Too often, we are utterly disconnected from the lessons that are right before our eyes. Pictures of the Chofetz Chaim hang in every house without making a perceptible dent in the steady flow of lashon hara. Shammai tells us to greet every person pleasantly, yet we can’t manage a smile or even a passing glance for either our gentile neighbors or our fellow Jews.
Even when we prevail over the temptation, our victories can be hollow. We make time for learning, but we neglect the review necessary to retain what we learn. We pay for our children’s Torah education, but we begrudge the expense, even though we would willingly lay out the same money for luxuries of no intrinsic value. We sacrifice to give charity, but we bristle or sigh when a knock on the door interrupts our dinner or our recreation.
Clearly, our vision of the emes is anything but clear. What can we do to regain clarity?
Rabbi Yehoshua ben Chananyah offers this allegory:
A man went to the pond to cut a bundle of reeds. It was too heavy for him to lift, so he cut more and laid the new bundles atop the first until someone came along and helped him carry them all (Bechoros 8b).
Explains the Vilna Gaon: Because the Jewish people neglected the Torah, they found themselves exiled from their land. Nevertheless, we – their descendants – persevere in keeping the mitzvos. Despite the added hardships of exile, we shoulder the additional burdens of rabbinic mitzvos – like the reed-cutter adding to his load even though he cannot carry what he already has – all the time waiting for Moshiach to redeem us so that we can resume our proper service before the Master of All.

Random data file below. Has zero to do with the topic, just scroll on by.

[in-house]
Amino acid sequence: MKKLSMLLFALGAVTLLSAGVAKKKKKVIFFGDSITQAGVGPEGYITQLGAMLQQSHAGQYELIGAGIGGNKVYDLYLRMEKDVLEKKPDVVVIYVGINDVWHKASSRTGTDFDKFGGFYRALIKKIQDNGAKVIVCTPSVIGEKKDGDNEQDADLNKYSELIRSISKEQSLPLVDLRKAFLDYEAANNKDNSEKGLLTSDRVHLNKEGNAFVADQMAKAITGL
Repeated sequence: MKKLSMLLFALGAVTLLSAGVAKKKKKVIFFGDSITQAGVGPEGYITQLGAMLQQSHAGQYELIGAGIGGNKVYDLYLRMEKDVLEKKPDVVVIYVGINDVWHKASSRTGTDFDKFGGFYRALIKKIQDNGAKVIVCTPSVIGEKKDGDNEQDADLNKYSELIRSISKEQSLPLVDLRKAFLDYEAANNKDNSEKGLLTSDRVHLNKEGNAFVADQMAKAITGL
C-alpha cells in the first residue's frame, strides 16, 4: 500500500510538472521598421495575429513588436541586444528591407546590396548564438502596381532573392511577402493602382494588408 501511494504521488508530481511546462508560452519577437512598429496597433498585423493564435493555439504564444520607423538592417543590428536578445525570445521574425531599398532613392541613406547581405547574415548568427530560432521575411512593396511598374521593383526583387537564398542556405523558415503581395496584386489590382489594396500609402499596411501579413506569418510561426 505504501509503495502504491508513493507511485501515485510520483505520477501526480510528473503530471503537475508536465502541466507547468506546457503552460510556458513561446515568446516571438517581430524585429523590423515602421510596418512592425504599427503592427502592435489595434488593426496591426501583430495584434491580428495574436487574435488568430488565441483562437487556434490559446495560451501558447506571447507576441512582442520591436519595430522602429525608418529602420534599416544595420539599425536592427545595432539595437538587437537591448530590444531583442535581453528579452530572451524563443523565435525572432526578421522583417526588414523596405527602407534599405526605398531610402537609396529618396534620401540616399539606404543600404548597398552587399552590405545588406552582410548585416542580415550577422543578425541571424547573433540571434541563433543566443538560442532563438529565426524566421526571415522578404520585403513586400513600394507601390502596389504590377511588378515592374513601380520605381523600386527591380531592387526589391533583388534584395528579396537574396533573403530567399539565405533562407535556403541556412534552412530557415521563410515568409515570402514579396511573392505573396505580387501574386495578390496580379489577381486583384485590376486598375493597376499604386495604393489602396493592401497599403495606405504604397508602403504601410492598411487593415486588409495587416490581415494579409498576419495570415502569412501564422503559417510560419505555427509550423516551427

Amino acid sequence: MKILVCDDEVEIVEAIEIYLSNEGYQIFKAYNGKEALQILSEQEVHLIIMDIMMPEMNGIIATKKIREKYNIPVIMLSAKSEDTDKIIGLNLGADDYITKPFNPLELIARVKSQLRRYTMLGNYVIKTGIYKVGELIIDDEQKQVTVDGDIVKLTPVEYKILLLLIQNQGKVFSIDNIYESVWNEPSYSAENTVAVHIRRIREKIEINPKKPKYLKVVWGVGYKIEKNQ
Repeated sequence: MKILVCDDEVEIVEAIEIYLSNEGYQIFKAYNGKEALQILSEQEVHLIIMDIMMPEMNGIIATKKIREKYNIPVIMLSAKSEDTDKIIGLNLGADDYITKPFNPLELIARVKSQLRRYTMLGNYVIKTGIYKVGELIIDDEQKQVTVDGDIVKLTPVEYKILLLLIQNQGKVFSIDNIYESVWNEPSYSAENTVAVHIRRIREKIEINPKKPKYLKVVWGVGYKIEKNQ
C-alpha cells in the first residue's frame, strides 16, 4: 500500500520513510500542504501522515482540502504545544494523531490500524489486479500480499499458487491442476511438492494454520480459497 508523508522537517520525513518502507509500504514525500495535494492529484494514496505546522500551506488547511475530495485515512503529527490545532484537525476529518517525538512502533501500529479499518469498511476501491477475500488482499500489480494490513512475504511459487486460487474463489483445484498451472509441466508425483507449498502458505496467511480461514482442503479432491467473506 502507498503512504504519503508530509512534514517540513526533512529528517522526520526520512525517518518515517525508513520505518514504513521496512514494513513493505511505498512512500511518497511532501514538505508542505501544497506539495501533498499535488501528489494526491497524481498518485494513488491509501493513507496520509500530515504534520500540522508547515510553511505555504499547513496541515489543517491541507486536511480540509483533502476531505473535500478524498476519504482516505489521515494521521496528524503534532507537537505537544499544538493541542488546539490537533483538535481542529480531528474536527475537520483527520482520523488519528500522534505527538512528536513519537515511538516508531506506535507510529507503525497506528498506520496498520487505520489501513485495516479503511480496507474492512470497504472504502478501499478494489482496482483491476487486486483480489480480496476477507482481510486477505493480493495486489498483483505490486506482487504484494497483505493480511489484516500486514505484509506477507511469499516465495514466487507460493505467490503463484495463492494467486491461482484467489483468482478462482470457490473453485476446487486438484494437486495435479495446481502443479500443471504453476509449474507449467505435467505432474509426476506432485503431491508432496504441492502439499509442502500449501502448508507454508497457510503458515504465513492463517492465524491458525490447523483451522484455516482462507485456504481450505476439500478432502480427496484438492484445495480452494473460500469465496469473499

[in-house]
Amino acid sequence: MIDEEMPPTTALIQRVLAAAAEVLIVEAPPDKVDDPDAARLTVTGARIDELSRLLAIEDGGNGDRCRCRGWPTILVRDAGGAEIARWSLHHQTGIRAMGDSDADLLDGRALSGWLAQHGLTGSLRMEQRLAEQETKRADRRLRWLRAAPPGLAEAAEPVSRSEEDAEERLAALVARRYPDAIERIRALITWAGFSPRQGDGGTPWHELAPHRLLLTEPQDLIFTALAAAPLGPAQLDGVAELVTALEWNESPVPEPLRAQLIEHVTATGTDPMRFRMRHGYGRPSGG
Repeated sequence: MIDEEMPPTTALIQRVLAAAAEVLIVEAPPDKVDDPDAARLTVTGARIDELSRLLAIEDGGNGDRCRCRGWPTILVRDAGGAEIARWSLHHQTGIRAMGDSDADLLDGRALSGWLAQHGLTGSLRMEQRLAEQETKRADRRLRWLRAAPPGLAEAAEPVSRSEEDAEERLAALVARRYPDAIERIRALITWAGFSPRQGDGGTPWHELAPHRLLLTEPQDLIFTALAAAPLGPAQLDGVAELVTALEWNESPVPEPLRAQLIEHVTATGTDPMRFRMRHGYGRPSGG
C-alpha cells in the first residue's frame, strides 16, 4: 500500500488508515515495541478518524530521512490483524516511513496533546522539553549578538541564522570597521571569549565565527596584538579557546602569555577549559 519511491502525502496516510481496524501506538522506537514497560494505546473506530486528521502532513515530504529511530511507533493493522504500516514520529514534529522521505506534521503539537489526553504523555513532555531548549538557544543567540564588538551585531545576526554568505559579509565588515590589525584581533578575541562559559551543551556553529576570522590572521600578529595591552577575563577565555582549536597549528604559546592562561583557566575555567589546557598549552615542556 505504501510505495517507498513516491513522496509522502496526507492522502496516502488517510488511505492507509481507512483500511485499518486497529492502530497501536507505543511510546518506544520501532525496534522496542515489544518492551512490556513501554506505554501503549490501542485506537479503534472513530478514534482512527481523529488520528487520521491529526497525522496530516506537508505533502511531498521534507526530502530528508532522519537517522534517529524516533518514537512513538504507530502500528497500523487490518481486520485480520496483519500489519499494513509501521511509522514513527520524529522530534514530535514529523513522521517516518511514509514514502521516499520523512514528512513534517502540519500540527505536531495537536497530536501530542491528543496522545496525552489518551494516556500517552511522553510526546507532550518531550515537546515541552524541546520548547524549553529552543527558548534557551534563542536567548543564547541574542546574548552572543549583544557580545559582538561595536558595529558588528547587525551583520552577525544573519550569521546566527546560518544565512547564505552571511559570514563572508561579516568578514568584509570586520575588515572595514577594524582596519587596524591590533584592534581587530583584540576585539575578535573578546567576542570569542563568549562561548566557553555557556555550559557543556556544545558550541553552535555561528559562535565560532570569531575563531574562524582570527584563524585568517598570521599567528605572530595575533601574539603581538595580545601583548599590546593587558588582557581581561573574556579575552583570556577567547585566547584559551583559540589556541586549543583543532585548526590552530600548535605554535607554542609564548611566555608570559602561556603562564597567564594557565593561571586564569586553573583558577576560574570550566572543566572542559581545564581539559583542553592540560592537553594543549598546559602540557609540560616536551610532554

We have to refocus so that we see things as they really are. And, simplistic as it may seem, the way to take things more seriously is to treat things more seriously. Can’t get to davening on time? Schedule your arrival 15 minutes early to say korbanos or the day’s Tehillim. Feel too strapped to give charity? Double your usual donation.
When approached by a simple Jew who claimed he had only half an hour a week to learn Torah, Rav Yisroel Salanter famously advised him to learn mussar (works of Torah ethics). The baal habayis questioned why Talmud or practical law was not a higher priority, to which Rav Yisroel replied: “Learn mussar, and you’ll find that you have more than half an hour available to learn.”
In other words, by putting in more effort we discover what we should have known all along: it’s worth it.
And it really works. Taking my cue from Rabbi Benzion Twerski of Milwaukee, I began giving a weekly class in prayer, hoping that my own uninspired davening might benefit from the course of study. Five years and 35 printed outlines later (and still less than halfway through Shemoneh Esrei), my davening has been transformed into a wholly different experience.
And the rewards extend vastly beyond my own tefillos.
On one occasion, when my son was a high school senior, I chided him for the supersonic pace at which he davened. “You don’t understand,” he replied. Then, derisively: “You like to daven!”
But the message got through. Imagine my delight when he informed me, a few short years later, that he had just switched to the local Agudah for morning minyan. “That other place davens way too fast,” he complained.
Now there’s a story I can tell his children.
Published at CNN.com by Ron Clark, Disney’s Teacher of the Year
This summer, I met a principal who was recently named as the administrator of the year in her state. She was loved and adored by all, but she told me she was leaving the profession.
I screamed, “You can’t leave us,” and she quite bluntly replied, “Look, if I get an offer to lead a school system of orphans, I will be all over it, but I just can’t deal with parents anymore; they are killing us.”